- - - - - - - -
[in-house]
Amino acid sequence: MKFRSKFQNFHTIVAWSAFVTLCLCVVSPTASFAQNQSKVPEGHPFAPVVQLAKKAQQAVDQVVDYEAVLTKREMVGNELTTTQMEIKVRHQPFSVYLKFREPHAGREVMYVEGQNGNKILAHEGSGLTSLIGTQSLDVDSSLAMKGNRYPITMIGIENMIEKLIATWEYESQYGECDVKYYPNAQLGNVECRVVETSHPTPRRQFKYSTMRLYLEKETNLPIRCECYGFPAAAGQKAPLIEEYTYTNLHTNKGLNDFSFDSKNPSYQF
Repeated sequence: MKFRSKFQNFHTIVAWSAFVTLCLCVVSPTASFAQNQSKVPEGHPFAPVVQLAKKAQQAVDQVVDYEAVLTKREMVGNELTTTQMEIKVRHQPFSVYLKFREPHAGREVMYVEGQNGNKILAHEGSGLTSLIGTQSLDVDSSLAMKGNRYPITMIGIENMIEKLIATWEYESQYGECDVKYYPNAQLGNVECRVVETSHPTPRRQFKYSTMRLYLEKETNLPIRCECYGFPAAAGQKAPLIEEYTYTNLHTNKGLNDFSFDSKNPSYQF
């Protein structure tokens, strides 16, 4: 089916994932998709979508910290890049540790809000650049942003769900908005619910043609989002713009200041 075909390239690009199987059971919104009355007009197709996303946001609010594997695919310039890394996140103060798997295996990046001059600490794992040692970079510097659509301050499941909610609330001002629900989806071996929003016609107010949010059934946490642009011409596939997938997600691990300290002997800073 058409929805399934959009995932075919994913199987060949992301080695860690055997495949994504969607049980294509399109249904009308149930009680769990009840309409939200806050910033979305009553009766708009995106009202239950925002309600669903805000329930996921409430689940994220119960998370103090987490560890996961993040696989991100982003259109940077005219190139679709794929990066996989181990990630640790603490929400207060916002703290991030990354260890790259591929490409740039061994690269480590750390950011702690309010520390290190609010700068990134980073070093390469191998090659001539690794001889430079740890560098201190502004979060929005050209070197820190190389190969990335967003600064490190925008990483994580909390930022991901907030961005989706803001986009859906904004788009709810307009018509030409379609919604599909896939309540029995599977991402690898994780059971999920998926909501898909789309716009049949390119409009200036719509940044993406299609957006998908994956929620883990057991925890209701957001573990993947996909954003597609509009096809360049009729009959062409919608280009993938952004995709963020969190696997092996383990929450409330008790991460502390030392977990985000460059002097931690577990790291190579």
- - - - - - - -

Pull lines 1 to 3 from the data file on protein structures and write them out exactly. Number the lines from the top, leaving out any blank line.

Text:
[in-house]
Amino acid sequence: MKFRSKFQNFHTIVAWSAFVTLCLCVVSPTASFAQNQSKVPEGHPFAPVVQLAKKAQQAVDQVVDYEAVLTKREMVGNELTTTQMEIKVRHQPFSVYLKFREPHAGREVMYVEGQNGNKILAHEGSGLTSLIGTQSLDVDSSLAMKGNRYPITMIGIENMIEKLIATWEYESQYGECDVKYYPNAQLGNVECRVVETSHPTPRRQFKYSTMRLYLEKETNLPIRCECYGFPAAAGQKAPLIEEYTYTNLHTNKGLNDFSFDSKNPSYQF
Repeated sequence: MKFRSKFQNFHTIVAWSAFVTLCLCVVSPTASFAQNQSKVPEGHPFAPVVQLAKKAQQAVDQVVDYEAVLTKREMVGNELTTTQMEIKVRHQPFSVYLKFREPHAGREVMYVEGQNGNKILAHEGSGLTSLIGTQSLDVDSSLAMKGNRYPITMIGIENMIEKLIATWEYESQYGECDVKYYPNAQLGNVECRVVETSHPTPRRQFKYSTMRLYLEKETNLPIRCECYGFPAAAGQKAPLIEEYTYTNLHTNKGLNDFSFDSKNPSYQF